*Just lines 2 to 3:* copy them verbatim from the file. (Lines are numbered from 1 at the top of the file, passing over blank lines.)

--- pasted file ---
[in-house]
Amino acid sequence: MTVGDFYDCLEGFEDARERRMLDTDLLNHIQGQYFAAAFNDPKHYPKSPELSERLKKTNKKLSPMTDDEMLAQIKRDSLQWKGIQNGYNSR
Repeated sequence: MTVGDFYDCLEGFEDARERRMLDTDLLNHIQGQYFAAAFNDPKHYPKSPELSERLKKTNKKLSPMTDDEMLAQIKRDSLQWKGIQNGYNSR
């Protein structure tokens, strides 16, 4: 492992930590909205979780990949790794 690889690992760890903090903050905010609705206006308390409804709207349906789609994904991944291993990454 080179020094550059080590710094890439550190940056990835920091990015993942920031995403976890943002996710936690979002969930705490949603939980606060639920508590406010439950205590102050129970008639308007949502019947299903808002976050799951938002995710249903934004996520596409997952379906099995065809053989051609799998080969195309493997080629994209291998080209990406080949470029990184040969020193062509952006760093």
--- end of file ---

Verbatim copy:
Amino acid sequence: MTVGDFYDCLEGFEDARERRMLDTDLLNHIQGQYFAAAFNDPKHYPKSPELSERLKKTNKKLSPMTDDEMLAQIKRDSLQWKGIQNGYNSR
Repeated sequence: MTVGDFYDCLEGFEDARERRMLDTDLLNHIQGQYFAAAFNDPKHYPKSPELSERLKKTNKKLSPMTDDEMLAQIKRDSLQWKGIQNGYNSR